Water Cooler Talking Point: “Watching GE crumble is like watching baseball or apple pie fall out of favor. It’s a piece of Americana at this point. Its the stock that people give kids for their their Bar Mitzvah. Getting bitcoin just won’t be the same.”
IN OTHER NEWS
- Citi posts an $18B one-time loss stemming from changes related to US tax reform. The culprits? Changes to taxation of assets held abroad and the treatment of deferred tax assets. Citi has not returned our calls requesting confirmation that they will still be able to pay the 3% cash back rewards on Whole Foods purchases this month.
- Goldman Sach’s Commodities Trading group had a really, really bad 2017. Revenue fell by 75% to the lowest since Goldman went public. You won’t like Lloyd when he’s angry.
- The Dow hit its latest milestone, 26k, just days after hitting 25k.
- In an effort to quell advertiser’s fears, YouTube will raise the requirements for joining its Partner Program (videos that can run ads) and will beef up the human vetting process of videos featuring ads. Or of course they could have just banned Logan Paul.
- IBM and Maersk are teaming up to streamline international shipping documentation and communication using, you guessed it, blockchain. Maybe Watson will finally prove he can do something besides win Jeopardy.
- US indices were down yesterday:
- DJIA: -0.04%
- S&P 500: -0.35%
- NASDAQ: -0.51%
Professional motivation, tips, tricks, hacks & resources carefully-curated by yours truly. Something you’d like to see featured? Shoot me an email at email@example.com
This may be shocking
(See what I did there?)
Silicon Valley is a crazy place (think: Elon Musk getting invited to sex parties & micro-dosing with LSD). It’s a place where ideas are so crazy they just might work. Take transcranial direct current stimulation, for example. The way tDCS (as they call it in the biz) works is pretty simple: you mildly shock certain parts of your brain to create desired outcomes.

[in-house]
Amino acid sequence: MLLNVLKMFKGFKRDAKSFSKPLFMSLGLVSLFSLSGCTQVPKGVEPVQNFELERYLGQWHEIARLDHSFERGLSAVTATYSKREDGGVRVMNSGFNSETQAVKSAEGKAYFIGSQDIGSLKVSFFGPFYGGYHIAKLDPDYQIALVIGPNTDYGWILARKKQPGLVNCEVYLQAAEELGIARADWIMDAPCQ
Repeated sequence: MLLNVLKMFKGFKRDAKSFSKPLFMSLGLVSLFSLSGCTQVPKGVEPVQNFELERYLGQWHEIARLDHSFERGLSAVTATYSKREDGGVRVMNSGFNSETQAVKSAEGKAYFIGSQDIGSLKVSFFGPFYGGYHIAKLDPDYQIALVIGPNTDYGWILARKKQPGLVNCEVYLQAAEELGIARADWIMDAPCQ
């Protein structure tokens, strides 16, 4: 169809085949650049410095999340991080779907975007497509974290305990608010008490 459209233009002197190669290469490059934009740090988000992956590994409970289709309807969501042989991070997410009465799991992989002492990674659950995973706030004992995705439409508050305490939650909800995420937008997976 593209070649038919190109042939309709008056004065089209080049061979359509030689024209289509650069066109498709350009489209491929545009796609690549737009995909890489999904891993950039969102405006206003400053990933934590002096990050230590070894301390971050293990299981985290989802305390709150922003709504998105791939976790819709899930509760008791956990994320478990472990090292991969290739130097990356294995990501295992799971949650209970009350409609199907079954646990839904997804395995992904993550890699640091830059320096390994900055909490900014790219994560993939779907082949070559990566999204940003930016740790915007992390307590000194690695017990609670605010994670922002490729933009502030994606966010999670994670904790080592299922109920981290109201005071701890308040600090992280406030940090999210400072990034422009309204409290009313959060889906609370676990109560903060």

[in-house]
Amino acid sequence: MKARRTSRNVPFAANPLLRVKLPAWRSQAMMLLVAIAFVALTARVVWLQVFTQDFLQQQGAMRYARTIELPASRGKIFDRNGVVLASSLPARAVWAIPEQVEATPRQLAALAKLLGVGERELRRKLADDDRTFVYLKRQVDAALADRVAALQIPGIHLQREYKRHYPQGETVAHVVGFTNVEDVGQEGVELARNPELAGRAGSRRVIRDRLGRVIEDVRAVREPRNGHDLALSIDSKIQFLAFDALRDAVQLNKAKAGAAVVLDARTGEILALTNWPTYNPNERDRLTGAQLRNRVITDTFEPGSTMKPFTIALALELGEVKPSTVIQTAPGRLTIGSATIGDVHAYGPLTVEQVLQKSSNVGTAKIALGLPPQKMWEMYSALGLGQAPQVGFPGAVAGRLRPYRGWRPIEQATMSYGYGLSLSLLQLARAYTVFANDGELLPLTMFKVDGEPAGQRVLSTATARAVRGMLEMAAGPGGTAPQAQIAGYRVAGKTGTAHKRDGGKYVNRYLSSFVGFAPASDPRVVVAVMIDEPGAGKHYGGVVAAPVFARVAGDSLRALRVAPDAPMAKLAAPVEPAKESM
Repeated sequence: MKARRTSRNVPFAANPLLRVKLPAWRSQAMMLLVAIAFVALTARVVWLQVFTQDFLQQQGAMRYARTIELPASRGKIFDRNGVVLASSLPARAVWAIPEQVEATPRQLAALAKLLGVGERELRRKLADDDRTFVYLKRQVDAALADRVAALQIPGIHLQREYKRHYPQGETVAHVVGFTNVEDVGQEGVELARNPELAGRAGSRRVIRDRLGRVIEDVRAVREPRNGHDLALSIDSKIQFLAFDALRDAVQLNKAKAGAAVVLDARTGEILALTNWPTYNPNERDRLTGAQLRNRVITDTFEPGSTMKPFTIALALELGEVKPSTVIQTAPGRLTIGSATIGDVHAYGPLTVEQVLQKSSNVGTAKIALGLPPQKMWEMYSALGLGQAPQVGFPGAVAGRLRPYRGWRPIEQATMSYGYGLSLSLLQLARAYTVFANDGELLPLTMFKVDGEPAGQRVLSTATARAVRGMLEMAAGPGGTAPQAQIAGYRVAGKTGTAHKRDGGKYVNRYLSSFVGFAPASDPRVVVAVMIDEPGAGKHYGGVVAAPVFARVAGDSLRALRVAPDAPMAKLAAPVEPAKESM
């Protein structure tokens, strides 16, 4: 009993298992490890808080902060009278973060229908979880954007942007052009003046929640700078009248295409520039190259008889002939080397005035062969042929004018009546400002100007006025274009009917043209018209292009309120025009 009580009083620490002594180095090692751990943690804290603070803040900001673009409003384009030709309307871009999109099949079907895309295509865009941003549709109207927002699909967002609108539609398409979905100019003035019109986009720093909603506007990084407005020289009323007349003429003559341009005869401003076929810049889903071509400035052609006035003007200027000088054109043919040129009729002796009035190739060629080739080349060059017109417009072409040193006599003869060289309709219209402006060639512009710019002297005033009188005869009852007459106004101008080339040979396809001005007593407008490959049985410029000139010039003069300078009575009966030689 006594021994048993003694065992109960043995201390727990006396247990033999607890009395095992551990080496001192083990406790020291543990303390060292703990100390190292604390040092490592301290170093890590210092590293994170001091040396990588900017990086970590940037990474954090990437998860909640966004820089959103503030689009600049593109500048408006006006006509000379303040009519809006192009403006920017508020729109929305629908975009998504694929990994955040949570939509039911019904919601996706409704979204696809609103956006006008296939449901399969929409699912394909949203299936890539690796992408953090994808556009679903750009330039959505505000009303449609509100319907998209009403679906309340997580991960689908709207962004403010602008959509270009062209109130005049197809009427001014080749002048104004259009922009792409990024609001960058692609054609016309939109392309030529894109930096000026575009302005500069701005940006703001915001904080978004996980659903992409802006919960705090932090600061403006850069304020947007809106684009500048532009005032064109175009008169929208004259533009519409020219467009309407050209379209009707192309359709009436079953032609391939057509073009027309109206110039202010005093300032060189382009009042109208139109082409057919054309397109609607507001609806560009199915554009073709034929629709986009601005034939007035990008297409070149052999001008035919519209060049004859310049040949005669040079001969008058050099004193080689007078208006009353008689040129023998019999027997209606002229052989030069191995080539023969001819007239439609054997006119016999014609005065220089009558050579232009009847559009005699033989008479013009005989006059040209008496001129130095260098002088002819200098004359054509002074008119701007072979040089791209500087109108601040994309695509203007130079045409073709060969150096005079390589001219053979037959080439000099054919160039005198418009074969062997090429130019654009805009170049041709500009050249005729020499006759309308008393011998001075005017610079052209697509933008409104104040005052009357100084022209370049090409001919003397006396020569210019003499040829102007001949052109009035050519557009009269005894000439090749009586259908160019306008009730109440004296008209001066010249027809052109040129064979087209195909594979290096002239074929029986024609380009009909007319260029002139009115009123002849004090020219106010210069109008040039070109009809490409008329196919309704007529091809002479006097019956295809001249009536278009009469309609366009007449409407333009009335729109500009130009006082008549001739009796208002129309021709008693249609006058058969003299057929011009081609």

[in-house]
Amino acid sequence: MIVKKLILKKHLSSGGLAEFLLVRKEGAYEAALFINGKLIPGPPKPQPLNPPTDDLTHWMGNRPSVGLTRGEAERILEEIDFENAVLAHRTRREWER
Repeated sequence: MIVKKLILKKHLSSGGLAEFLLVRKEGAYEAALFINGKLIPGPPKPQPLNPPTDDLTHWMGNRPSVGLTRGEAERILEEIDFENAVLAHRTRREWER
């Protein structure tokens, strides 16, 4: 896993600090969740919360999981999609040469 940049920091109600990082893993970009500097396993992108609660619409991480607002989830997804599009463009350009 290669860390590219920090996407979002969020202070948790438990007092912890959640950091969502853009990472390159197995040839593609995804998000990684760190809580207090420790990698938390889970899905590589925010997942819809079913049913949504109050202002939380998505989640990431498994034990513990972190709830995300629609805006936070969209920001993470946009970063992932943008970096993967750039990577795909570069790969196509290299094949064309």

CES 2018 was full of these modern day torture devices. You can strap in to remedy a multitude of ills, including but not limited to: migraines, depression and even increasing productivity. Did someone say bio-hacking?
Note that this is definitely not FDA approved and the jury is still out on its efficacy. But it couldn’t hurt … right? Right?
Show me the money
Go ask any baby boomer what you shouldn’t discuss at work … I’ll wait. If they didn’t yell at you to get off their lawn they surely would have said: religion, politics and pay.
Of course, millennials are bucking that trend: “kids these days” are much more likely to share their compensation with others. But that doesn’t mean that try-hard from the liberal arts college you couldn’t get in to will … or that there is an all-encompassing Slack channel where you can ask fellow youths at your company’s competitor what they make.
Behold: LinkedIn Salary. Maybe I’ve been living under a rock, since the site launched well over a year ago, but this makes Glassdoor look like Craigslist Classifieds. The site uses internal job posting data as well as self-reported compensation data. LinkedIn has about half a billion users to tap and will even help you see find education matters most for certain roles, what companies/cities pay the most and can suggest jobs that fit your spending habits.